Vicky McClure – My Grandad's War, ITV1, review: reminder to celebrate veterans before it's too late

Next year will be the 80th anniversary of D-Day, and it is a fact of human biology that very soon there won’t be anyone who was there on June 6, 1944 left to tell the tale. The testimony of Ralph McClure, 97, in Vicky McClure: My Grandad’s War (ITV1), showed why first-hand accounts are so valuable: under the prompting of his granddaughter, the Line of Duty actor Vicky McClure, Ralph’s story of manning one of the landing craft that delivered Sherman tanks to Sword beach on that fateful morning was extraordinary. 

How he got there at all – a boy from Nottingham who lived 80 miles from the sea – was a fascinating chunk of wartime history, with McClure and historian Stephen Fisher tracing the path of his landing craft from training up in Scotland right down to its journey across the channel from Newhaven on the day itself. 

Incredibly, there were reconnaissance photographs of remarkable detail for every stage. Add in access to the map room at Southwick House in Hampshire, the secret headquarters for the landings, and My Grandad’s War provided a useful and timely overview of the whole operation.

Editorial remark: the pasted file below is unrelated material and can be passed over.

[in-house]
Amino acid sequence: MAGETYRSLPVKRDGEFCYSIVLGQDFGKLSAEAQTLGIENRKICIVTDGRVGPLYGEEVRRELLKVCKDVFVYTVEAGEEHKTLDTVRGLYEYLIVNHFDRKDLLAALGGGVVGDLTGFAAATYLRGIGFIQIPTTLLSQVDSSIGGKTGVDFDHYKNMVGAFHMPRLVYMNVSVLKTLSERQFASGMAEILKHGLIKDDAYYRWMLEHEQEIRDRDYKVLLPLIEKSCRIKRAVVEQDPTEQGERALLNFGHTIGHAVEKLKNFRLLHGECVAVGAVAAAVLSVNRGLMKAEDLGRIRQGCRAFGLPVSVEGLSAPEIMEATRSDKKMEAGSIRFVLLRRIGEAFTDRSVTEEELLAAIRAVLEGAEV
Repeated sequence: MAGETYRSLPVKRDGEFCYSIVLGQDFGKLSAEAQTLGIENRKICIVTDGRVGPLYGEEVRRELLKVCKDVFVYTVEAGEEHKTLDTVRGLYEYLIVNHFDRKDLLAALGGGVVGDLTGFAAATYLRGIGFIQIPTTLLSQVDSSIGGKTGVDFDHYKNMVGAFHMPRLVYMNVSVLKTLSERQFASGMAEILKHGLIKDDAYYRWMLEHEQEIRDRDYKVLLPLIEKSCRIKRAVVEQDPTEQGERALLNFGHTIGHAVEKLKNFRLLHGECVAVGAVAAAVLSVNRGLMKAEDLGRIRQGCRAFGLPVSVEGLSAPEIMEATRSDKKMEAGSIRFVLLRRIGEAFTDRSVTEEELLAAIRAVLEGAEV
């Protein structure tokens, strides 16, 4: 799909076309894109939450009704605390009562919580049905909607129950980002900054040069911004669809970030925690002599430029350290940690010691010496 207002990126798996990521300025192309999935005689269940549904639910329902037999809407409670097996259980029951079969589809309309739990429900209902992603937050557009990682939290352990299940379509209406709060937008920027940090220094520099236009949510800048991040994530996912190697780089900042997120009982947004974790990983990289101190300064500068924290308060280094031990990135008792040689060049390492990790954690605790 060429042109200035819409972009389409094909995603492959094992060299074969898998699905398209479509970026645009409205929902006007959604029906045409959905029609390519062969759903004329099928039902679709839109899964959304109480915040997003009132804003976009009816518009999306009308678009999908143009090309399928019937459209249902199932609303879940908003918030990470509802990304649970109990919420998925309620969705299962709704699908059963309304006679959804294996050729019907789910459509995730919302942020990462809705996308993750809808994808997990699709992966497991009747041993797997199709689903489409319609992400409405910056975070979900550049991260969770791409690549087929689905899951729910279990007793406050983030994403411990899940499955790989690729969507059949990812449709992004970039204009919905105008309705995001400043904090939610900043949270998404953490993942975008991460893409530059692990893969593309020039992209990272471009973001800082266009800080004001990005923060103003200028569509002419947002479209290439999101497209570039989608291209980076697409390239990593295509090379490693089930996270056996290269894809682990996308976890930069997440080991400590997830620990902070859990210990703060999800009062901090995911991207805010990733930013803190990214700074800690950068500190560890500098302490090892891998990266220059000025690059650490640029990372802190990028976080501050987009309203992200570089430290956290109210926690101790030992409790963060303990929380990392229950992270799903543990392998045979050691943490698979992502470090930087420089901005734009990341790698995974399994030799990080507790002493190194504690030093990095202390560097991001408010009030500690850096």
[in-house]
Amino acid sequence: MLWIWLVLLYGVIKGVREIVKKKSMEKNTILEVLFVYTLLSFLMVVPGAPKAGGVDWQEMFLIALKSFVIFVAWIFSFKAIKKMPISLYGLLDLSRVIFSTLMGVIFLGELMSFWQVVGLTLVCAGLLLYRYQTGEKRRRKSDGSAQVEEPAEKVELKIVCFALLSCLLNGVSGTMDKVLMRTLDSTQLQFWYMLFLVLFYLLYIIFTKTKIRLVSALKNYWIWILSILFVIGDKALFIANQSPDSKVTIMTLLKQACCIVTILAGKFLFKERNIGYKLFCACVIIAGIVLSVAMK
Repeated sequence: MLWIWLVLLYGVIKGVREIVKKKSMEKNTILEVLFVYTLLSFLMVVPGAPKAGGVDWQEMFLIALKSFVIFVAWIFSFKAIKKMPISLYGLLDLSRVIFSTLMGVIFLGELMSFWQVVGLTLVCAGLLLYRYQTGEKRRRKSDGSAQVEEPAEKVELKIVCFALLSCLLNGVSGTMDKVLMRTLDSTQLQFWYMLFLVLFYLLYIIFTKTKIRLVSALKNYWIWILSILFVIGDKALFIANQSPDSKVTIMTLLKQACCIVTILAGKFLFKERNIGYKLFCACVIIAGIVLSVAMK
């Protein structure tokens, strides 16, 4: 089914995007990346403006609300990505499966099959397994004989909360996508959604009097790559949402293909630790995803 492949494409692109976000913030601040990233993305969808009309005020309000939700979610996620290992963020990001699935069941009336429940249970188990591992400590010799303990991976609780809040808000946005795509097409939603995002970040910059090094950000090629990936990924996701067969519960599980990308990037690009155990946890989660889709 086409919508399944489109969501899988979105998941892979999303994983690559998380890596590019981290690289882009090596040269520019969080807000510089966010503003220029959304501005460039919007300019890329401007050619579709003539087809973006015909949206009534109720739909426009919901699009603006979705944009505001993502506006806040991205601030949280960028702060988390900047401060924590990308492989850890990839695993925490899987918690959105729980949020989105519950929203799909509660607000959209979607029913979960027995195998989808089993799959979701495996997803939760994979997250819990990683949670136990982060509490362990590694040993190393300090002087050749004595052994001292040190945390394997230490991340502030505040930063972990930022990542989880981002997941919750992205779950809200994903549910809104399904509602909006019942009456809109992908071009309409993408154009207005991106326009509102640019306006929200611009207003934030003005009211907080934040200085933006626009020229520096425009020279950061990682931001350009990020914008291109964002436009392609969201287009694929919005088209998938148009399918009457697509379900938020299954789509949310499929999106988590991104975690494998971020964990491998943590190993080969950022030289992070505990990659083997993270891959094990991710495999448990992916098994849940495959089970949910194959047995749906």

In truth, however, there wasn’t enough here to fill an hour and so McClure, such an easy communicator (as we’ve seen in two series of Our Dementia Choir) found herself dressed as a soldier and wading out to sea, in order to wade back in again and show how tough it would have been. She looked a little uncomfortable, and not just because her boots were full of cold water – this was a little gimmicky. 

The focus should probably have remained on Ralph, because he was wonderful. His self-possession and modesty as he returned to the Normandy beaches were as telling as the bare facts of his story – “Just doing a job, weren’t we?” 

The most moving parts of the documentary came when Ralph and his granddaughter went to the British Normandy Memorial. He was surrounded by people wanting to shake his hand, saying they wouldn’t be here without him (McClure too, for different reasons) and hoping that they might “be half as good as you.” 

It reminded you of the importance of story-telling and remembrance in a tragedy as grievous as the Second World War. Early on, McClure explained that when she was younger she had known that her grandad had taken part in D-Day, but had never taken much interest. Films like this one show why we should all take an interest in anyone with a tale to tell. Soon it will be too late.

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